Arlington Springs Woman

In 1959-60, two femurs were excavated at a site called Arlington Springs on Santa Rosa Island. Responsible for the digs was Phil C. Orr, Curator of Anthropology at the Museum of Natural History in Santa Barbara. He published his findings in Science 135, 3499 (1962): 219 and American Antiquity 27, 3 (1962): 417-419, followed up by full account in Prehistory of Santa Rosa Island (Santa Barbara, 1968). Jon Erlandson reviews the evidence Orr collected at Arlington Springs in Early Hunter-Gatherers of the California Coast (New York: Plenum, 1994), pp. 184-186.

His successor at the Museum, John R. Johnson (, writes that several years ago he and others re-analyzed the Arlington Springs remains using modern techniques of radiocarbon dating.  At about the same time the site was relocated and a geological section exposed by a crew of geologists from San Diego State University working under the auspices of the National Park Service.  The results of these studies are just now becoming available; for a preview see Ancient Bones May Rewrite History (external) with further links to press coverage. The main discovery is that Arlington Springs Man was in fact a woman and significantly earlier than previously thought. Radiocarbon dating has moved Orr's estimate of 10,000 years ago back to 13,000 B.P.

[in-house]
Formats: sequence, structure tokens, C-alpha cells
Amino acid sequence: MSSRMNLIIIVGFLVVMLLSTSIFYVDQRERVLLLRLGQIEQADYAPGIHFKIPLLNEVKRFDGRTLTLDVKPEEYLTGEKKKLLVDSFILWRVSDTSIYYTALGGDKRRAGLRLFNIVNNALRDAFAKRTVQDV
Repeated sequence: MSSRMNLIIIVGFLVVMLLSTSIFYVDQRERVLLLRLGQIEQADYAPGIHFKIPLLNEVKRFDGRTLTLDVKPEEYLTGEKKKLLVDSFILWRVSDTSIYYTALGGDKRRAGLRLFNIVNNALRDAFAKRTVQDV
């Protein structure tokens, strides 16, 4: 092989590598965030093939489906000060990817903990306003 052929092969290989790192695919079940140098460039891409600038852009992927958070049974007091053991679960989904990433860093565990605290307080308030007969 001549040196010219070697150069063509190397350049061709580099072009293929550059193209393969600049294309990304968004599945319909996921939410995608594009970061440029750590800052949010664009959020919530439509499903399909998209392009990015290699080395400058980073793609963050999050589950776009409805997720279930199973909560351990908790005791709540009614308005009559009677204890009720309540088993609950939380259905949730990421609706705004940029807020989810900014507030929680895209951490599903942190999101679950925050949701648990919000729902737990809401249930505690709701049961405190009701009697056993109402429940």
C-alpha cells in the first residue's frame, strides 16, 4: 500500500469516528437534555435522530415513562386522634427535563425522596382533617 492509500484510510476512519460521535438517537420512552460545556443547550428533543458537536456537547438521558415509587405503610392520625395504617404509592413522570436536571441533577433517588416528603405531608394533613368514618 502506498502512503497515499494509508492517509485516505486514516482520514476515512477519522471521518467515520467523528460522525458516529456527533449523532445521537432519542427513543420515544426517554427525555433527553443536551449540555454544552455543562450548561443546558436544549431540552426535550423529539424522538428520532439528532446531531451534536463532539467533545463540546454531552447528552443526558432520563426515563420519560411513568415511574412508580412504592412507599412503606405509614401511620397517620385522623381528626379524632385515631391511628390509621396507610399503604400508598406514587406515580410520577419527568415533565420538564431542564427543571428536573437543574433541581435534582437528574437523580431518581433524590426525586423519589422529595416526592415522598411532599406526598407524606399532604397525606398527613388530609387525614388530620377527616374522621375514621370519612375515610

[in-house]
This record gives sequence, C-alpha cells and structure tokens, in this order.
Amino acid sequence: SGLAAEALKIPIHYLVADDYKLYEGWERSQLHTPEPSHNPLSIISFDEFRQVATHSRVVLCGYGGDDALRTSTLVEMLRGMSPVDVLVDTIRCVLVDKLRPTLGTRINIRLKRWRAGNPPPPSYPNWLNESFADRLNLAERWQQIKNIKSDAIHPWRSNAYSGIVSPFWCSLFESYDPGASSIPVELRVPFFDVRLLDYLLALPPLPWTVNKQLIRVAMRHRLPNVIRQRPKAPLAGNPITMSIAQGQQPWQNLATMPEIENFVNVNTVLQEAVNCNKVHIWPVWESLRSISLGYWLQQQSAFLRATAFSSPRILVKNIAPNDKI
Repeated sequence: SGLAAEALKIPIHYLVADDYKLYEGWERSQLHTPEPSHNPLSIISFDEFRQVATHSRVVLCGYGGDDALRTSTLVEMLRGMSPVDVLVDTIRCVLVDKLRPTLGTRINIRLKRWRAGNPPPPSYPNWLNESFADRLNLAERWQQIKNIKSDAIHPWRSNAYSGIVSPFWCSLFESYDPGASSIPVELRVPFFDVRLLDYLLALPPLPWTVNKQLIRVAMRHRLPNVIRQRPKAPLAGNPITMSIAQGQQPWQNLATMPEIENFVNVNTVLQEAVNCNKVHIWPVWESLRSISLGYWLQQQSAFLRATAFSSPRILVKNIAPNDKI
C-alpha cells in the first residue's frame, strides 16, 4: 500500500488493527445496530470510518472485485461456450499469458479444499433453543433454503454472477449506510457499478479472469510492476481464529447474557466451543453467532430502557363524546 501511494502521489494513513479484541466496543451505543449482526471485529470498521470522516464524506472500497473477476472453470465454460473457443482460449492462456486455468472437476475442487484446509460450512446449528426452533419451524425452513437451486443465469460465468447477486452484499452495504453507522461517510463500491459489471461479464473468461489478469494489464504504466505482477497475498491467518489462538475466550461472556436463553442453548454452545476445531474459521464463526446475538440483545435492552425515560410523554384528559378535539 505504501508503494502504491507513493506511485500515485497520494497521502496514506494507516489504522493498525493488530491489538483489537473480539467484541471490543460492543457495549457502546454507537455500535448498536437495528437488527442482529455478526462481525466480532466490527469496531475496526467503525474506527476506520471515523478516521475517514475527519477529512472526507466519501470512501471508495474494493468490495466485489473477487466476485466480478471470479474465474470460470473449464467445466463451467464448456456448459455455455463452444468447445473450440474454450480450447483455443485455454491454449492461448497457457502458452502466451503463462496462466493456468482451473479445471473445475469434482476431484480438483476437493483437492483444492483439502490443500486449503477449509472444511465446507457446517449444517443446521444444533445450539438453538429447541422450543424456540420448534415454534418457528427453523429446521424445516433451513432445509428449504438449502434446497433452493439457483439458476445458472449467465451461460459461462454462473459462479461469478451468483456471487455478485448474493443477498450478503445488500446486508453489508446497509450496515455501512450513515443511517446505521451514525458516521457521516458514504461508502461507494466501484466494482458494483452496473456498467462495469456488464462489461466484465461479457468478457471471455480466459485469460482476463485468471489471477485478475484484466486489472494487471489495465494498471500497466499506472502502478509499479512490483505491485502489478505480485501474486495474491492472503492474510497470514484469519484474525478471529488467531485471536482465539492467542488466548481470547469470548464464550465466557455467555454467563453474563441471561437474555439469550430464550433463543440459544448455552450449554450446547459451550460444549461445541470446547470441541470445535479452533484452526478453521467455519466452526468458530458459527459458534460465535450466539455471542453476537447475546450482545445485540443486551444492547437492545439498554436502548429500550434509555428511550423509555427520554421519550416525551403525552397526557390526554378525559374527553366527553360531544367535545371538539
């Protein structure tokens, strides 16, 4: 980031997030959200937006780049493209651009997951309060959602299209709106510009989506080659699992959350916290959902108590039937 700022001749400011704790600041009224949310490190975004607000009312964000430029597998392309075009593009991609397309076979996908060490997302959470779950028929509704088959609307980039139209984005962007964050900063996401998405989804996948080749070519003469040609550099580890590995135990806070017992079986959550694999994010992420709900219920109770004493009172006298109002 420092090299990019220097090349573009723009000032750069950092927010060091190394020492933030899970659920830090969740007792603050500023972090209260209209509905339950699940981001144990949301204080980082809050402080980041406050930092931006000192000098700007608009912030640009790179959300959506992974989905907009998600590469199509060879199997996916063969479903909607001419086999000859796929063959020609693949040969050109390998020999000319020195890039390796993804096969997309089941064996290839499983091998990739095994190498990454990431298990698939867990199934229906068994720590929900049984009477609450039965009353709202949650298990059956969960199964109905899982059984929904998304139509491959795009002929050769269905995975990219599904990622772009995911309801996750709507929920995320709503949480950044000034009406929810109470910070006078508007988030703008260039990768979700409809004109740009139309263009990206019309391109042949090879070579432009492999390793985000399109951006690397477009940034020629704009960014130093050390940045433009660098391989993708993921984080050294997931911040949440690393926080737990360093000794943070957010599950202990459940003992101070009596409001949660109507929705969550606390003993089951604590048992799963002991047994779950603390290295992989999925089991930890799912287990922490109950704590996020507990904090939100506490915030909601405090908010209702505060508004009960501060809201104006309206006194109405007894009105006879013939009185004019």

The research by Johnson's team was presented at the Fifth California Islands Symposium held at the Museum  in March 1999. 

For further information, contact John R. Johnson, Ph.D., Curator of Anthropology, Santa Barbara Museum of Natural History.

See also Cogweb's The Peopling of the the Americas.


Maintained by Francis F. Steen, Communication Studies, University of California Los Angeles